The debate has not been aided – it has indeed been severely clouded – by an imprecise use of the term ‘respect’. If this is merely a metaphor for the free exercise of religious and political liberty, then it is an unexceptionable principle, but also an unclear and redundant usage. Respect for ideas and those who hold them is a different matter altogether. Ideas have no claim on our respect; they earn respect to the extent that they are able to withstand criticism.
The usage I'm criticising is a common part of the debate on free speech. Among innumerable examples, consider this well intentioned remark by a Danish Muslim, as reported by the BBC after the recent republication in Denmark of one of the offending cartoons:
“I am hurt, as I was the first time,” says Feisal, who works in marketing and was also born in Denmark. He believes the problem is not Danish society but the media. “The Danish press should have learned from their previous mistakes and the only thing the Muslims are asking for is respect, nothing else”.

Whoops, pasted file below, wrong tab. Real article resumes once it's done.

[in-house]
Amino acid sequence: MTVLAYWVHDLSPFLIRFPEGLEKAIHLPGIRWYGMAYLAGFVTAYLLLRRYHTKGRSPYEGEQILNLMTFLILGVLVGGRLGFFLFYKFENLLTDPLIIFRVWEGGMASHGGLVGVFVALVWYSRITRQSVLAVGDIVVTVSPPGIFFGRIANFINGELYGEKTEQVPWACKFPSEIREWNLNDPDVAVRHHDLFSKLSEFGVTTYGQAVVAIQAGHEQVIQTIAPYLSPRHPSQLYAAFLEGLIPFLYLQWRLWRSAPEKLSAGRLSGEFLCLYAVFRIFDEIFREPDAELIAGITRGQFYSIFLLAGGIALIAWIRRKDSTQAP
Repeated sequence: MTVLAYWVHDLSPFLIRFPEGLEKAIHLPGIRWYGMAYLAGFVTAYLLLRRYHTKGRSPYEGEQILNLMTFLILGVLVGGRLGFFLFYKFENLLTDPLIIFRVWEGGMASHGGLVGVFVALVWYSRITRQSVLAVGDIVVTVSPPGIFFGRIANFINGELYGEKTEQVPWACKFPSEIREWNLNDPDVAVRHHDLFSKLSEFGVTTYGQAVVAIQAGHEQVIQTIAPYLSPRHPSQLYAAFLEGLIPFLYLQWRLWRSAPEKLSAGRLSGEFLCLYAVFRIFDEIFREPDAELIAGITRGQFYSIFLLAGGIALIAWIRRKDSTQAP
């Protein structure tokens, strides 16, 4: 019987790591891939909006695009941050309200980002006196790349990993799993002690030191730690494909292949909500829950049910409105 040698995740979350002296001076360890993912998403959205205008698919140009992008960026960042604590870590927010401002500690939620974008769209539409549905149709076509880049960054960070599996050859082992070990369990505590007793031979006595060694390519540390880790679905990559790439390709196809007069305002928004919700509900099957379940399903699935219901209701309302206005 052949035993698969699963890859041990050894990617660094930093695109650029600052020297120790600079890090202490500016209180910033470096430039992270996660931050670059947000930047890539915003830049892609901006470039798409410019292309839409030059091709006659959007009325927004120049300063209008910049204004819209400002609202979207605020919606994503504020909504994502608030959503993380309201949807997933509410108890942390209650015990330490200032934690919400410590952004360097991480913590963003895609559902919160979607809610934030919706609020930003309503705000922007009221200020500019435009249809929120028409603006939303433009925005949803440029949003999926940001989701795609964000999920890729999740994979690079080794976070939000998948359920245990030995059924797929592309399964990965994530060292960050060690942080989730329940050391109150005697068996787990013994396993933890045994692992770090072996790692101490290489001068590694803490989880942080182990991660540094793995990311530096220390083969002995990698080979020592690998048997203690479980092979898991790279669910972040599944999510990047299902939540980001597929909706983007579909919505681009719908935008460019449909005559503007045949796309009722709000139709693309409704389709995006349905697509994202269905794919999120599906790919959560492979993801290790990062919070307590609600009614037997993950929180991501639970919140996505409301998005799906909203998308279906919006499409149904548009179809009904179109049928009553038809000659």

It's not just that I believe Feisal’s requirement should be ignored by policy makers lest it lead to illiberal outcomes such as censorship of the press. I consider his position inherently unreasonable - as if “respect, nothing else” were some minimal demand…
It is a widespread notion that deeply held convictions are at least entitled to respect - when in reality there is no “at least” about it, and no entitlement either. The challenging of beliefs is an often brutal business, but the ensuing and almost inevitable hurt is emotional and not physical. There is nothing wrong in this; it is how knowledge advances.
Indeed. And despite its obviousness, I’m guessing the above will bear repeating.